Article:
Rita Reed, out of a concern over the high rate of suicide among gay and lesbian teens, and convinced that the stories of Amy and Jamie would help others feel less isolated, gained the trust of these two young people and was allowed into their developing lives. Reed captured moments from the pain of rejection to the joys of first love; from the collapse of self-confidence to the understanding that they were not alone and that, in spite of societal prejudices, they were loved and respected. Reed's photographs - ...
Rita Reed, out of a concern over the high rate of suicide among gay and lesbian teens, and convinced that the stories of Amy and Jamie would help others feel less isolated, gained the trust of these two young people and was allowed into their developing lives. Reed captured moments from the pain of rejection to the joys of first love; from the collapse of self-confidence to the understanding that they were not alone and that, in spite of societal prejudices, they were loved and respected. Reed's photographs - intimate, moving, and generous - establish a level of understanding difficult to achieve with words alone.
The author put a great deal of time and energy into finding a couple of teenagers ( a boy and a girl) who were willing to not only tell their stories, but to let her shadow their lives for one year. The efforts are well rewarded, creating a documentary that should be required reading. Amy Grahn is growing up gay, and her compelling story includes body mutilation and a lot of unhappiness. We get to know Amy in her own words. The loneliness and turmoil are hard to imagine. But this is not a hopeless story. Amy has a supportive family and we see her enter into loving relationships. And her goal is to complete high school with a GED. Jamie Nabozny knew from an early age that he was different. In kindergarten when they were playing family, he wanted to be married to the man. Again, he was tormented in school, and his family sent him to live with a religious aunt hoping to eradicate his homosexuality. There were attempted suicides, and running away from home. Placement by Social Services in a treatment center in tenth grade helped his self-esteem. He learned that he had civil rights that were protected by law. We follow Jamie from a foster home to a loving relationship, and even see his boyfriend included in an extended family portrait. In epilogues, we learn of Amy's' marriage to a woman with a son, and that Jamie had received a $1 million settlement for the abuse he had suffered at his high school. These are a heart wrenching tales that offer a real education. This book makes a great contribution to a body of work that I suspect is rather limited.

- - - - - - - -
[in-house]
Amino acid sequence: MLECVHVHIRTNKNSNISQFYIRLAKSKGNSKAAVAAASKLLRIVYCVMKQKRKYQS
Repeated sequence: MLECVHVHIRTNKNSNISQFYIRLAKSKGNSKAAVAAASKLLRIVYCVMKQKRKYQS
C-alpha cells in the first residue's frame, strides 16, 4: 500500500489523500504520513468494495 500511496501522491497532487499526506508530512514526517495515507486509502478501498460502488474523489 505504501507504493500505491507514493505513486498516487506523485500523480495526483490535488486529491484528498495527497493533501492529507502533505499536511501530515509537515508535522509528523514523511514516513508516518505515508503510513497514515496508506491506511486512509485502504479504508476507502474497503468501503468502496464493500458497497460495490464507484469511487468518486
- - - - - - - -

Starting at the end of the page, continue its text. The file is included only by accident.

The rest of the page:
- Lynn Evarts